USS Curtis Wilbur Remembers 9/11

By Mass Communication Specialist 3rd Class Ellen Hilkowski,
USS Curtis Wilbur Public Affairs

PHILIPPINE SEA (Sept. 11, 2016) – The crew of the Arleigh Burke-class guided-missile destroyer USS Curtis Wilbur (DDG 54) held a Sept. 11 memorial observance on the mess decks.

The ship took time out from training and a busy work day to stop and remember those whose lives were lost.

“Remembering this sad day in our nation’s history reminds us to not get lost in the mundane,” said Cmdr. Amy Graham, Curtis Wilbur’s commanding officer. “Every part of your job that you do, no matter how small, helps to protect our way of life and to prevent tragedies like this from happening again.”

Chief Boatswain’s Mate Omar Navarro was on board the USS Cleveland (LPD 7) while returning home from deployment Sept. 11, eager to see his pregnant wife, and unaware of the events that were taking place at home. The ship returned to the U.S. four days after the terrorist attacks on Washington D.C. and New York City.

160911-N-YB832-016 PHILIPPINE SEA (Sept. 11, 2016) Lt. Mark Adjei, supply officer of the Arleigh Burke-class guided-missile destroyer USS Curtis Wilbur (DDG 54), speaks to the crew during a 9/11 remembrance ceremony held on the mess decks. Curtis Wilbur is on patrol with Carrier Strike Group Five (CSG 5) in the Philippine Sea supporting security and stability in the Indo-Asia-Pacific region. (U.S. Navy photo by Mass Communication Specialist 3rd Class Ellen Hilkowski/Released)

160911-N-YB832-016 PHILIPPINE SEA (Sept. 11, 2016) Lt. Mark Adjei, supply officer of the Arleigh Burke-class guided-missile destroyer USS Curtis Wilbur (DDG 54), speaks to the crew during a 9/11 remembrance ceremony held on the mess decks. Curtis Wilbur is on patrol with Carrier Strike Group Five (CSG 5) in the Philippine Sea supporting security and stability in the Indo-Asia-Pacific region. (U.S. Navy photo by Mass Communication Specialist 3rd Class Ellen Hilkowski/Released)

“That first day we were home I saw a nation united. Every overpass had a flag hanging from it and every car had a flag waving from its window. Patriotism radiated from every corner of the country,” said Navarro. “More than anything, it opened my eyes on how quickly such a tragedy can unite a nation. Nothing mattered, not your race, not your sexual orientation, not your gender, nothing. The only thing that mattered was that we were Americans.”

The U.S. Navy deployed destroyers and hospital ships to Washington D.C. and New York City to provide relief efforts in the days following the attacks.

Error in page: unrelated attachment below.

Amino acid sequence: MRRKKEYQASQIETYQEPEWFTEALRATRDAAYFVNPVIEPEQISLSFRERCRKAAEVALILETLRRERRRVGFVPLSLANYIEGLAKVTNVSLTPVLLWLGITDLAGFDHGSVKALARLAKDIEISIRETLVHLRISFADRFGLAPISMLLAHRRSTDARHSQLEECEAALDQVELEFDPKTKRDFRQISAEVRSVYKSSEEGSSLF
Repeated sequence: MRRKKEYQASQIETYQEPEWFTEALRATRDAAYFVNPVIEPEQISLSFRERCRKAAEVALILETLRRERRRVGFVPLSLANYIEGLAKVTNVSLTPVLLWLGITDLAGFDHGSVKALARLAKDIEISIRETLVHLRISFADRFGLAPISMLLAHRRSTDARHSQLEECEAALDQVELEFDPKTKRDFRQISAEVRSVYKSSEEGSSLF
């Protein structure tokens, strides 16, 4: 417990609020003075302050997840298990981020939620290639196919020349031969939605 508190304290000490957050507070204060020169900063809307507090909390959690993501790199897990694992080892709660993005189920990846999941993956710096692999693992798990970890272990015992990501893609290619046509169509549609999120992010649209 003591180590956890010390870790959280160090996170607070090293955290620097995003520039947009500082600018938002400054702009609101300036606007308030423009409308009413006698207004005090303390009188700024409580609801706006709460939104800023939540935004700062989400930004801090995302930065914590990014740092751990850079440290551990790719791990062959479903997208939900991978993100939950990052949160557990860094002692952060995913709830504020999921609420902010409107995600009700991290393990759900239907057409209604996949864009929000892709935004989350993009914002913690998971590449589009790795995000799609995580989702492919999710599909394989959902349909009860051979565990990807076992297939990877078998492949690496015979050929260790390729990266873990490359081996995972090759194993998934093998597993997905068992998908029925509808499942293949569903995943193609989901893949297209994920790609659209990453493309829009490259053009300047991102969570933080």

Command Master Chief Jeremiah Montanez spoke at length on how the attacks on Sept. 11 personally affected him and how important it is to be strong in the face of terrorism.

“It was my dream-come-true to come to America 30 years ago, and these attacks on my country make me angry and sad,” said Montanez. “Remembering Sept. 11th reminds me that my Navy is strong and we will remain fearless in the face of terrorism.”

The ceremony was led by Curtis Wilbur’s chief petty officer selectees, each sharing their own accounts of how the Sept. 11 attacks had impacted their lives.

After sharing their stories, they read aloud the events of that fateful day as follows: 15 years ago, 19 men hijacked four U.S. commercial airplanes bound for the west coast. The first and second were American Airlines Flight 11 and United Airlines Flight 75 which were purposefully crashed into the Twin Towers at the World Trade Center, New York City, killing 2,753 people. The second was American Airlines Flight 77, which hit the Pentagon, killing 184 people. Among those fatalities 33 active duty service members, six civilians and three contractors belonged to the Department of the Navy. The final was United Airlines Flight 93, which crashed into a field near Shanksville, Pa., killing 40 passengers and crewmembers.

For many, recounting the 9/11 events allowed the crew of Curtis Wilbur to come together and remember those who have served before them, those who gave their life in service and those peers who serve alongside them now.

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